This Day In History: The Charge of the Light Brigade Took Place (1854)

This Day In History: The Charge of the Light Brigade Took Place (1854)

Ed - October 25, 2016

This date in history saw one of the most famous cavalry charges of all time. The Charge of the Light Brigade according to your point of view was one of the bravest assaults in warfare or one of the most stupid. The charge took place during the war between Britain, France, and Turkey against the Russian Empire. The British and the French had joined with the Ottoman Turks in order to stop the inexorable expansion of Russia. The allies were concerned about the increasing role of Russian in the Black Sea and the Balkans and they feared that this could disrupt the balance of power in Europe.

The main battleground for the rival armies was in the Crimea. The British and the French had landed a large force in the Crimean Peninsula and laid siege to Sebastopol. The Russians largely adopted a defensive posture in the Crimea. The Charge took place during the Battle of Balaclava. This battle was an attempt to break the Russian lines of defense in the Crimea by the British and their allies.

This Day In History: The Charge of the Light Brigade Took Place (1854)
Survivors of the Charge of the Light Brigade

During the battle, Lord Raglan, the commander of the British forces in Crimea ,ordered the Light Brigade to recover a battery of Turkish guns that were in a position that was captured by the Russians. Raglan did not want the heavy guns to fall into the hands of the Russians. The Light Cavalry were ordered to retrieve the guns or if they could not, to ‘spike’ them and render them useless to the Russians. This was a perfectly sensible operation and should have been only a routine mission. However, Raglan’s orders were not properly understood because of some miscommunications. The Light Brigade under their commander Lord James Cardigan believed that they were ordered to attack a well-defended Russian position. Cardigan believed that Raglan had ordered him to launch a frontal assault on the Russian position. The Light Brigade bravely charged down a valley towards the Russians and they came under sustained and brutal fire from cannons and small arms. They incredibly managed to reach the Russian positions but they were forced back. The British lost many men and horses for no real gains. It is estimated that the Light Brigade suffered almost a forty percent casualty rate.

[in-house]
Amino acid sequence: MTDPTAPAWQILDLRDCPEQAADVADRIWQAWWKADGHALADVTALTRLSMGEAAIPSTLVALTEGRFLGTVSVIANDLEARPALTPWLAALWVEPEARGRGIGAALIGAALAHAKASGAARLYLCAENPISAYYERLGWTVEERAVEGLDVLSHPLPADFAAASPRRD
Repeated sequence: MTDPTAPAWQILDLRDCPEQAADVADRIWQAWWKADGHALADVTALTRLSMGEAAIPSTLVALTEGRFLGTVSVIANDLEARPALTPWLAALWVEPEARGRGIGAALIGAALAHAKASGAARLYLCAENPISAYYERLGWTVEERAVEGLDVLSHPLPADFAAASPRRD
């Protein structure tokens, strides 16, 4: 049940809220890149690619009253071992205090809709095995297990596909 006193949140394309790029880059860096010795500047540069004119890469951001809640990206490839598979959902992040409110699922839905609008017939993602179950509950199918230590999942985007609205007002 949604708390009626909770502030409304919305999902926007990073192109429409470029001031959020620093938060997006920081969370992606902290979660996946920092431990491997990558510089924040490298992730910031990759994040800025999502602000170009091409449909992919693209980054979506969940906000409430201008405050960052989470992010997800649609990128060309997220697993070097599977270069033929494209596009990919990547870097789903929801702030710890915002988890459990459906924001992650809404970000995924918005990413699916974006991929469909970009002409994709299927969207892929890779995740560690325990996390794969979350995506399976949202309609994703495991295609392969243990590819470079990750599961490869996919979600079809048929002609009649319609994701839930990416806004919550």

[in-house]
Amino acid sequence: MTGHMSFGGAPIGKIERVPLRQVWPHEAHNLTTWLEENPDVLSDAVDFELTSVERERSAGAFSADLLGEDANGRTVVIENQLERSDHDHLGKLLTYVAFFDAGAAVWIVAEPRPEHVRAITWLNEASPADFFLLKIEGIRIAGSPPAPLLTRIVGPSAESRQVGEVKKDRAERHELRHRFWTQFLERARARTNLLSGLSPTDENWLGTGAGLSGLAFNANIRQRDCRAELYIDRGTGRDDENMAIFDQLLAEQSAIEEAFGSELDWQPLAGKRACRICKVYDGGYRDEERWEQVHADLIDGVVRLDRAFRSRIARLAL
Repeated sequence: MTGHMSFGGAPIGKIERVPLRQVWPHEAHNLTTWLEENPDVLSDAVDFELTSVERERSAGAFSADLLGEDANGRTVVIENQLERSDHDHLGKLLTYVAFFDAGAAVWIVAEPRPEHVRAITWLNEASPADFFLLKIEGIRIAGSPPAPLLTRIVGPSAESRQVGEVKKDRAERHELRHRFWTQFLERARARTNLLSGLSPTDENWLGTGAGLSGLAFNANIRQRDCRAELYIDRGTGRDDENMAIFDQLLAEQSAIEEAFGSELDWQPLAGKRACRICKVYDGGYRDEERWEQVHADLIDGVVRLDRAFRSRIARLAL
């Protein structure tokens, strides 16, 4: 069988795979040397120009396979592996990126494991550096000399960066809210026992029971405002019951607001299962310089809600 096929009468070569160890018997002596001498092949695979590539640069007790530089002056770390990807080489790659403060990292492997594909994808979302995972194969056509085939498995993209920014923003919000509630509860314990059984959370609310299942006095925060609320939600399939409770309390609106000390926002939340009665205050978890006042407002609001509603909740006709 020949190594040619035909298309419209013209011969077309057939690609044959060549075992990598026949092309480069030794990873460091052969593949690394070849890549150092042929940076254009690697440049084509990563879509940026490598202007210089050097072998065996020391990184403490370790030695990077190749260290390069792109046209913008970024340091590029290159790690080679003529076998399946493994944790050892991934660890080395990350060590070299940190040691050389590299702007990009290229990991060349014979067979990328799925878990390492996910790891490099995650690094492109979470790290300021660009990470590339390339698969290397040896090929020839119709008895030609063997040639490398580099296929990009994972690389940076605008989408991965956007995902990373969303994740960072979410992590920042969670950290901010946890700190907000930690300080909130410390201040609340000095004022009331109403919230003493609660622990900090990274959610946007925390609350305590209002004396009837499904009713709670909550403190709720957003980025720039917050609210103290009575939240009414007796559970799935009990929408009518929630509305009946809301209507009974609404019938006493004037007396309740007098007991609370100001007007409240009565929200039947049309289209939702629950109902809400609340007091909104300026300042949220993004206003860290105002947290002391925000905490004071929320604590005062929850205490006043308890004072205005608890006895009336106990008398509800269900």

The events are best remembered as the subject of the English poet Tennyson’s poem “The Charge of the Light Brigade” (1854). This stressed the heroism of the Light Brigade rather than the errors and the futility of the Charge.

It was later revealed that the order for the Charge was the result of a breakdown in communications. Lord Cardigan, who survived the battle, was hailed as a national hero in Britain. The British and the French eventually defeated the Russians in the Crimea and prevented the Russian Empire at least temporarily from seizing large areas of the Ottoman Empire maintained the balance of power in Europe for a generation.